A comprehensive guide to the streaming films you should watch as you quarantine from the coronavirus.
Kelly Reichardt’s latest is a kindhearted storybook of a film that gracefully balances the sights, sounds, and textures of pre-Gold Rush Oregon.
After 28 years, two sequels, and now with a reboot coming this June, Bernard Rose’s look at racial and economic disparity lingers the most in how it skewers the myth of the white savior.
Autumn de Wilde’s straightforward adaptation of Jane Austen’s novel has its charming moments, but that doesn’t make up for its missed opportunities.
The iconic video game franchise gets a prickly, unoriginal adaptation that piles on the contrivances and dated references.
Kitty Green’s latest incisively explores the systems that protect predators, resulting in something more than a simple Weinstein allegory.
Jeff Wadlow’s adaptation of the late-’70s TV show is a thrill-free getaway that only entertains when it goes from generic to incoherent.
Nat Faxon & Jim Rash’s remake of Ruben Östlund’s 2014 dramedy is a dragged-out rehash that oversimplifies its point—and then loses it.
Jeff Orlowski’s documentary about the effects and ethics of social media lacks enough emotional depth or practical solutions to work.
Anabel Rodríguez Ríos’s documentary about tension in the small village of Congo Mirador is both singular and specific.
Edson Oda’s debut feature about a group of souls looking to be born into the real world is a great premise with pretty good execution.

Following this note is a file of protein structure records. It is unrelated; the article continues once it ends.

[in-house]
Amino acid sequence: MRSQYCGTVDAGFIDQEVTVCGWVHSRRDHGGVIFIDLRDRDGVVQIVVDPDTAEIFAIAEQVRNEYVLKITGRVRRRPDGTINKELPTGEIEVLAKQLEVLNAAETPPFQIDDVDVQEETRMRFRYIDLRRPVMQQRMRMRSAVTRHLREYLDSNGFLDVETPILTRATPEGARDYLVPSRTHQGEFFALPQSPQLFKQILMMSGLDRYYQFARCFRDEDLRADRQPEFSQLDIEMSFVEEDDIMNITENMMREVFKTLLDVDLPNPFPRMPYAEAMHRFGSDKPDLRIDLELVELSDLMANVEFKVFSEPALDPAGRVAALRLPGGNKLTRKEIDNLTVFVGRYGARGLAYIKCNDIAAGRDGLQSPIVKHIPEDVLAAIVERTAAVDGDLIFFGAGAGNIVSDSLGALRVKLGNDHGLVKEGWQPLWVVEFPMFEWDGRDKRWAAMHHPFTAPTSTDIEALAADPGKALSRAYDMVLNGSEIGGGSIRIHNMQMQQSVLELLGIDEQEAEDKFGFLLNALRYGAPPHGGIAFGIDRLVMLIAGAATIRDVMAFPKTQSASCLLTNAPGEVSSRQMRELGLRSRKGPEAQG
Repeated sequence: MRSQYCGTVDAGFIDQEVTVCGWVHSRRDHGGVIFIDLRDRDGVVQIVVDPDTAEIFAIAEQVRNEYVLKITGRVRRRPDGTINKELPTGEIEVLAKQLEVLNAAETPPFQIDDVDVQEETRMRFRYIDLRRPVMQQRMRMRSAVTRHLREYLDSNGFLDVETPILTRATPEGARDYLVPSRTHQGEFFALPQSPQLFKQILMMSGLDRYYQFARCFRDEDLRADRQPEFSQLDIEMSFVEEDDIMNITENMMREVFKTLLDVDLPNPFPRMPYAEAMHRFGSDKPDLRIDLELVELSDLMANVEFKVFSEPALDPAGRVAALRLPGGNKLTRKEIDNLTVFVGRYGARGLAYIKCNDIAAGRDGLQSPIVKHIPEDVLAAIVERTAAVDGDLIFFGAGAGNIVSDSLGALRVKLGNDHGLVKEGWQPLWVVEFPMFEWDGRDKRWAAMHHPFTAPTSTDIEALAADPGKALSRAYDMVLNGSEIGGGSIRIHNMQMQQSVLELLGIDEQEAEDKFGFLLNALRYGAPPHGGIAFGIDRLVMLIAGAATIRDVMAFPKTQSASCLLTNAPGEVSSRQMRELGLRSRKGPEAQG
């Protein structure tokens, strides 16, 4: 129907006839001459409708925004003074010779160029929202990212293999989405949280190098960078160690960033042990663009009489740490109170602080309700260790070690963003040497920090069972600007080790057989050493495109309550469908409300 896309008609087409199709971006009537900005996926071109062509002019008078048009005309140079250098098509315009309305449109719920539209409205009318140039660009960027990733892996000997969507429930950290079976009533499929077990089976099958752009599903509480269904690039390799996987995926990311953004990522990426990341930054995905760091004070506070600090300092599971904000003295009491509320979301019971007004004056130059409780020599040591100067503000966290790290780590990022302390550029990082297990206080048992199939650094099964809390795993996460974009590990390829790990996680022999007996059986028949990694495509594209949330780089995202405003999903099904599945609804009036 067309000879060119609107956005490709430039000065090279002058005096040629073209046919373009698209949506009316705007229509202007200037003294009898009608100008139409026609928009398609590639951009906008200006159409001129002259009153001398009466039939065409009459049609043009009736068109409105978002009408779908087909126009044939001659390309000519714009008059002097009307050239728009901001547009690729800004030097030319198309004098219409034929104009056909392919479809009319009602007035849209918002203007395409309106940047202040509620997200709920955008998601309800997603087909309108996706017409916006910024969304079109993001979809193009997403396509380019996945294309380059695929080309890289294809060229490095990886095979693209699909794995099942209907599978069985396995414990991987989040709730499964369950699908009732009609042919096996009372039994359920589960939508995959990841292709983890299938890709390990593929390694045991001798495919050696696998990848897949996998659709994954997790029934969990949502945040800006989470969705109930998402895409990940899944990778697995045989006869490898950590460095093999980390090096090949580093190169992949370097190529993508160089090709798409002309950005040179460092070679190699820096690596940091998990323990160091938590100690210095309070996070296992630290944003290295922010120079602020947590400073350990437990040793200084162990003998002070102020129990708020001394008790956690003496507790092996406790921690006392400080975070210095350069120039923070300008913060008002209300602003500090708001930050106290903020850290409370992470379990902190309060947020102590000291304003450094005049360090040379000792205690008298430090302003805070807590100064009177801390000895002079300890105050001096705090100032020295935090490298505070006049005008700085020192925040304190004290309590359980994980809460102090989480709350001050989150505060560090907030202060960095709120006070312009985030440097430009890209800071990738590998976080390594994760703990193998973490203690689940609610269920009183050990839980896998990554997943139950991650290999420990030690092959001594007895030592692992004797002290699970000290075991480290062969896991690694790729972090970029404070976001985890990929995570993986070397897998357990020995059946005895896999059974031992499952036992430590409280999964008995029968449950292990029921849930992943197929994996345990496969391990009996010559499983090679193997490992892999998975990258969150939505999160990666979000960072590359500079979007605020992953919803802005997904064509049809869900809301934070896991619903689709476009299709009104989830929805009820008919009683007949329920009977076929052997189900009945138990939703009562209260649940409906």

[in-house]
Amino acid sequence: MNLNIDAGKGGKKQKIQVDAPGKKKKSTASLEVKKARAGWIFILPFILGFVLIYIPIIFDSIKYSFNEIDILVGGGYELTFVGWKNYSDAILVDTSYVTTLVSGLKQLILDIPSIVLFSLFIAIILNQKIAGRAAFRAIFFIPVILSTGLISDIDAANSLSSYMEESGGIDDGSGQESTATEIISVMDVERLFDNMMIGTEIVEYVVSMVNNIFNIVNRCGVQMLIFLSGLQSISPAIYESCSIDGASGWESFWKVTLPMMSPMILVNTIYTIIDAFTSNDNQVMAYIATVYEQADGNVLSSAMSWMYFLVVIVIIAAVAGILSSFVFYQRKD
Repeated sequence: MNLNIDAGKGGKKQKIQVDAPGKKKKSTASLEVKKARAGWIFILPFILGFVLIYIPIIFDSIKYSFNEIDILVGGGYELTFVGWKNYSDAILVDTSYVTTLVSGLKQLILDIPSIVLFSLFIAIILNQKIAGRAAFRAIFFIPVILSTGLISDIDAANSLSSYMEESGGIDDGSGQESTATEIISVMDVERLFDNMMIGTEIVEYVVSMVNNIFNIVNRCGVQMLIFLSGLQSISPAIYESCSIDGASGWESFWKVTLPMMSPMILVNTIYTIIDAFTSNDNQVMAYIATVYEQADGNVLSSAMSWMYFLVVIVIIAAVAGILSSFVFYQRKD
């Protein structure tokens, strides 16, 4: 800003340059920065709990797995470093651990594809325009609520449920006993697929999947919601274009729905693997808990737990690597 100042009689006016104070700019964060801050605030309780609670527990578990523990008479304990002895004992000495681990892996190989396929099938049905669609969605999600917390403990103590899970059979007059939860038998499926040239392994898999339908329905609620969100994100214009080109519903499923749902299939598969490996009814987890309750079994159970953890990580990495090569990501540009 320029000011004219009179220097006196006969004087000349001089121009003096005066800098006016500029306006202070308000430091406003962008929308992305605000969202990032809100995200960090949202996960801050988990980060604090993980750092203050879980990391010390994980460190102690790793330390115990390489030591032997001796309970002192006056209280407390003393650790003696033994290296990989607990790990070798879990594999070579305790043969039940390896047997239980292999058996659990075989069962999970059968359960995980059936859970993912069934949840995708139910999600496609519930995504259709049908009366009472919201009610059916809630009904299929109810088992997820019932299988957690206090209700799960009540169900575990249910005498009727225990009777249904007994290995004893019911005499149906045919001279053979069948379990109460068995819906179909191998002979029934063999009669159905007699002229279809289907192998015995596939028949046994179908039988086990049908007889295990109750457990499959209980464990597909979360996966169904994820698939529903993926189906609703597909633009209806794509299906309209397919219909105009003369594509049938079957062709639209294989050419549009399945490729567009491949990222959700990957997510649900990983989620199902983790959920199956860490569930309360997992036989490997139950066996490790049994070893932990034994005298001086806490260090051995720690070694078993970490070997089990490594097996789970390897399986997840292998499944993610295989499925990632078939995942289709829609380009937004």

Lance Oppenheim’s documentary about the largest retirement village in America blends droll humor with small, salient touches.
Emerald Fennell’s feature debut may be flawed, but it’s an empathetic portrayal of rage, anguish, and black comedy.
Cedric Cheung-Lau’s super slow burn overdoes itself at points, but it finds its beauty—and then finds it again.
Brandon Cronenberg’s second feature is a po-faced collection of genre tropes that wastes its cast and a modest sense of style.
Eugene Kotlyarenko’s satire about a rideshare driver who murders for online fame lacks the bite or nuance its premise deserves.
Eliza Hittman’s tender tale of a teenage girl seeking an abortion is about far more than its description would suggest.
Janicza Bravo’s retelling of the 2015 viral Twitter thread boasts great performances and surprisingly solid filmmaking, even if it ends on a shrug.